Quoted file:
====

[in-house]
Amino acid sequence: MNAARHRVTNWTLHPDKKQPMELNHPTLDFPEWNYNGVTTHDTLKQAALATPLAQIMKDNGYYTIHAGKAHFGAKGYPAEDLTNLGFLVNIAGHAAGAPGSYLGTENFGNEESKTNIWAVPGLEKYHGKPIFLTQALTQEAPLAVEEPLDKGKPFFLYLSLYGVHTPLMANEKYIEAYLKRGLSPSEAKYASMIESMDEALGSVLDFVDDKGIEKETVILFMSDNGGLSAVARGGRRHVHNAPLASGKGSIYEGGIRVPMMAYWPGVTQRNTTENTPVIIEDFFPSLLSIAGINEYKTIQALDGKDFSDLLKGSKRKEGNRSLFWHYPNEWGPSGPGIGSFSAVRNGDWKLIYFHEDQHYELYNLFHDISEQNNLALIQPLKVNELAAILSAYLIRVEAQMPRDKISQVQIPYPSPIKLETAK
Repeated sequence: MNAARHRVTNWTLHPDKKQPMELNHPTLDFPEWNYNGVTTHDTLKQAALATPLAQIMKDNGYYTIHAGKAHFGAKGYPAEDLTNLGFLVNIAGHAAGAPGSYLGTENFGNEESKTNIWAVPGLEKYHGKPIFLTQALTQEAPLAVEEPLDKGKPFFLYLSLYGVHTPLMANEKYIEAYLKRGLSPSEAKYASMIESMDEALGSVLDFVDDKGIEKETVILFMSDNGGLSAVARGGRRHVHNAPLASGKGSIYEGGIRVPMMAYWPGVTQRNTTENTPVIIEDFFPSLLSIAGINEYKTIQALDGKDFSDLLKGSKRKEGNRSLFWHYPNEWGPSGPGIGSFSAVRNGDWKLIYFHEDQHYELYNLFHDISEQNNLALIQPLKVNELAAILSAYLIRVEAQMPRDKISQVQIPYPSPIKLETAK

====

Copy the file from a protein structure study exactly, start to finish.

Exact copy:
[in-house]
Amino acid sequence: MNAARHRVTNWTLHPDKKQPMELNHPTLDFPEWNYNGVTTHDTLKQAALATPLAQIMKDNGYYTIHAGKAHFGAKGYPAEDLTNLGFLVNIAGHAAGAPGSYLGTENFGNEESKTNIWAVPGLEKYHGKPIFLTQALTQEAPLAVEEPLDKGKPFFLYLSLYGVHTPLMANEKYIEAYLKRGLSPSEAKYASMIESMDEALGSVLDFVDDKGIEKETVILFMSDNGGLSAVARGGRRHVHNAPLASGKGSIYEGGIRVPMMAYWPGVTQRNTTENTPVIIEDFFPSLLSIAGINEYKTIQALDGKDFSDLLKGSKRKEGNRSLFWHYPNEWGPSGPGIGSFSAVRNGDWKLIYFHEDQHYELYNLFHDISEQNNLALIQPLKVNELAAILSAYLIRVEAQMPRDKISQVQIPYPSPIKLETAK
Repeated sequence: MNAARHRVTNWTLHPDKKQPMELNHPTLDFPEWNYNGVTTHDTLKQAALATPLAQIMKDNGYYTIHAGKAHFGAKGYPAEDLTNLGFLVNIAGHAAGAPGSYLGTENFGNEESKTNIWAVPGLEKYHGKPIFLTQALTQEAPLAVEEPLDKGKPFFLYLSLYGVHTPLMANEKYIEAYLKRGLSPSEAKYASMIESMDEALGSVLDFVDDKGIEKETVILFMSDNGGLSAVARGGRRHVHNAPLASGKGSIYEGGIRVPMMAYWPGVTQRNTTENTPVIIEDFFPSLLSIAGINEYKTIQALDGKDFSDLLKGSKRKEGNRSLFWHYPNEWGPSGPGIGSFSAVRNGDWKLIYFHEDQHYELYNLFHDISEQNNLALIQPLKVNELAAILSAYLIRVEAQMPRDKISQVQIPYPSPIKLETAK